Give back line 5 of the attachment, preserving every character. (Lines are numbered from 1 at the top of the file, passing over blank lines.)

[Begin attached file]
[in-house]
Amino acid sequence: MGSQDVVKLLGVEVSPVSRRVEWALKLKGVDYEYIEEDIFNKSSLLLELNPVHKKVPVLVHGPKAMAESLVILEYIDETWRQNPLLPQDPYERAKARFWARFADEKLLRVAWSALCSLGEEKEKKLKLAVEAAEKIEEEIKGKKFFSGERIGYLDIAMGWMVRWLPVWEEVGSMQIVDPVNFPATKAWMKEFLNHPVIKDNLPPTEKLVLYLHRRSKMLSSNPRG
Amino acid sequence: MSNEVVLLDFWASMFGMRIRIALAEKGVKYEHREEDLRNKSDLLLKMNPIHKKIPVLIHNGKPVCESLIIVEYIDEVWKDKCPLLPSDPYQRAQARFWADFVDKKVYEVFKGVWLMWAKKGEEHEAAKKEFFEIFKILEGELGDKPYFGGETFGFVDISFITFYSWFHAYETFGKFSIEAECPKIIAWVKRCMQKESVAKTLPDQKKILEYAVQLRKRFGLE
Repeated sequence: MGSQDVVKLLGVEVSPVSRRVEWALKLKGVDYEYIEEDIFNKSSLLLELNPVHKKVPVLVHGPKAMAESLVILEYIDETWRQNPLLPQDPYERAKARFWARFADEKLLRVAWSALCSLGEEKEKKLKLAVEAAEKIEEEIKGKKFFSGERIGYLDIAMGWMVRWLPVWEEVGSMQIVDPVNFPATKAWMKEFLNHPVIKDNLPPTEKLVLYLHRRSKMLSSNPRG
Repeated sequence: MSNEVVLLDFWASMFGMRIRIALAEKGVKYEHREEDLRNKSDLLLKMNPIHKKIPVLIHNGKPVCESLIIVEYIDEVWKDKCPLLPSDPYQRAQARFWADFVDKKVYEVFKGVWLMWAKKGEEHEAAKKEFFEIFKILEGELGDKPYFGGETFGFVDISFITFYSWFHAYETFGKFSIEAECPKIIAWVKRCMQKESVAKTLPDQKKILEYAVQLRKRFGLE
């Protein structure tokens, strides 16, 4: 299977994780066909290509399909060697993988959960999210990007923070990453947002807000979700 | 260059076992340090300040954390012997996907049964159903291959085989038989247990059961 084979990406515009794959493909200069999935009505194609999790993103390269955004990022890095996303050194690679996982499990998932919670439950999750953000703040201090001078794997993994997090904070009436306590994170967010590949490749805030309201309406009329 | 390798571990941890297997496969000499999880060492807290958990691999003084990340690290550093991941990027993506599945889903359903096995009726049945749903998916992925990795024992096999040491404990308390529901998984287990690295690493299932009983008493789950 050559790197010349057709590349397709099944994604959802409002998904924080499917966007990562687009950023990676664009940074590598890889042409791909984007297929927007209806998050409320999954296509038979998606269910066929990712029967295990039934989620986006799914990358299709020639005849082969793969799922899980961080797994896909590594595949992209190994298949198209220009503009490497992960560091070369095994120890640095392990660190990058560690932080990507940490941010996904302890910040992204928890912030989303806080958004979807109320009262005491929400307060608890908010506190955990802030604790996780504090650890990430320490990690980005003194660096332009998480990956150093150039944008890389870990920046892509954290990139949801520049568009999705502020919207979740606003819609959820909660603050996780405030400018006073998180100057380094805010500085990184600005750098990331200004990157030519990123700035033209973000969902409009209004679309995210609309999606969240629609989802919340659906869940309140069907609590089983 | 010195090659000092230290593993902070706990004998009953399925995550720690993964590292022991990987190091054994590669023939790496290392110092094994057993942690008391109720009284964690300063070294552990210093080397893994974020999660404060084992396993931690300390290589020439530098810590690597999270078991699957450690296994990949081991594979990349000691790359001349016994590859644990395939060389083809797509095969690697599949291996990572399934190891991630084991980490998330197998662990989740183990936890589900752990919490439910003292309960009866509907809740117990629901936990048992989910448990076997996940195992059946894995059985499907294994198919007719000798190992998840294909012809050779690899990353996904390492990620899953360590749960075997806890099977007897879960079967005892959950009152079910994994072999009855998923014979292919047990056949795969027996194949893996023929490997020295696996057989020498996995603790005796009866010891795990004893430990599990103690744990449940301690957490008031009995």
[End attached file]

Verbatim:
Repeated sequence: MSNEVVLLDFWASMFGMRIRIALAEKGVKYEHREEDLRNKSDLLLKMNPIHKKIPVLIHNGKPVCESLIIVEYIDEVWKDKCPLLPSDPYQRAQARFWADFVDKKVYEVFKGVWLMWAKKGEEHEAAKKEFFEIFKILEGELGDKPYFGGETFGFVDISFITFYSWFHAYETFGKFSIEAECPKIIAWVKRCMQKESVAKTLPDQKKILEYAVQLRKRFGLE